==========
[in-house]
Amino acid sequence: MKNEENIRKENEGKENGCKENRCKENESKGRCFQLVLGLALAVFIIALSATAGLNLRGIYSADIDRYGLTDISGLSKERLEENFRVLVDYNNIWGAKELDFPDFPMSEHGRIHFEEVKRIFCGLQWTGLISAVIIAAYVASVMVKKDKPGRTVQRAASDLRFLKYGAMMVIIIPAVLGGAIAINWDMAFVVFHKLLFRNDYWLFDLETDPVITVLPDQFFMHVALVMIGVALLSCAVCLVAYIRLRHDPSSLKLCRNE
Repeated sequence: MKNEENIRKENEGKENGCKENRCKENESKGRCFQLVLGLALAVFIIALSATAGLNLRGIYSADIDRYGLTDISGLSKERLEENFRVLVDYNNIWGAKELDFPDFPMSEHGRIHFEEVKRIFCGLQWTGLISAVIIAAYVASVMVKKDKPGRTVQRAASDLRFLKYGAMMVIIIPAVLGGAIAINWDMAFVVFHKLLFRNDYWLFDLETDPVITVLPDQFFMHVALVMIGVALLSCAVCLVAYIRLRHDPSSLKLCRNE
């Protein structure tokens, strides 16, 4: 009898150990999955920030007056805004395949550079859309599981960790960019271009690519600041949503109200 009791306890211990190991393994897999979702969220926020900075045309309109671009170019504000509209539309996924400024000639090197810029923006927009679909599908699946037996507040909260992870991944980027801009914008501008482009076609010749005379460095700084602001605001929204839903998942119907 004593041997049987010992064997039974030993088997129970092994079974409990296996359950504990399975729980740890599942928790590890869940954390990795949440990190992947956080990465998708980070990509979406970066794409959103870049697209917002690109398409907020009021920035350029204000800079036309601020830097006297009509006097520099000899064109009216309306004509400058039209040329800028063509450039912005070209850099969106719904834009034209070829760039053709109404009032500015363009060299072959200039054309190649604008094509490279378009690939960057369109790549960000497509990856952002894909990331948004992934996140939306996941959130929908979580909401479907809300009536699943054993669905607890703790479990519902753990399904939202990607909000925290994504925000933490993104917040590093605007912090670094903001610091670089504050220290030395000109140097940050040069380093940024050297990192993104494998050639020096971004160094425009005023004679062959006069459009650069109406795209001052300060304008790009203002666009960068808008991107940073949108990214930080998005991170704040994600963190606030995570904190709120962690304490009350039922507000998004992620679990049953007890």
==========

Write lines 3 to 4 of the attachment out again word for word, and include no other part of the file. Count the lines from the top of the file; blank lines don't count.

Repeated sequence: MKNEENIRKENEGKENGCKENRCKENESKGRCFQLVLGLALAVFIIALSATAGLNLRGIYSADIDRYGLTDISGLSKERLEENFRVLVDYNNIWGAKELDFPDFPMSEHGRIHFEEVKRIFCGLQWTGLISAVIIAAYVASVMVKKDKPGRTVQRAASDLRFLKYGAMMVIIIPAVLGGAIAINWDMAFVVFHKLLFRNDYWLFDLETDPVITVLPDQFFMHVALVMIGVALLSCAVCLVAYIRLRHDPSSLKLCRNE
């Protein structure tokens, strides 16, 4: 009898150990999955920030007056805004395949550079859309599981960790960019271009690519600041949503109200 009791306890211990190991393994897999979702969220926020900075045309309109671009170019504000509209539309996924400024000639090197810029923006927009679909599908699946037996507040909260992870991944980027801009914008501008482009076609010749005379460095700084602001605001929204839903998942119907 004593041997049987010992064997039974030993088997129970092994079974409990296996359950504990399975729980740890599942928790590890869940954390990795949440990190992947956080990465998708980070990509979406970066794409959103870049697209917002690109398409907020009021920035350029204000800079036309601020830097006297009509006097520099000899064109009216309306004509400058039209040329800028063509450039912005070209850099969106719904834009034209070829760039053709109404009032500015363009060299072959200039054309190649604008094509490279378009690939960057369109790549960000497509990856952002894909990331948004992934996140939306996941959130929908979580909401479907809300009536699943054993669905607890703790479990519902753990399904939202990607909000925290994504925000933490993104917040590093605007912090670094903001610091670089504050220290030395000109140097940050040069380093940024050297990192993104494998050639020096971004160094425009005023004679062959006069459009650069109406795209001052300060304008790009203002666009960068808008991107940073949108990214930080998005991170704040994600963190606030995570904190709120962690304490009350039922507000998004992620679990049953007890």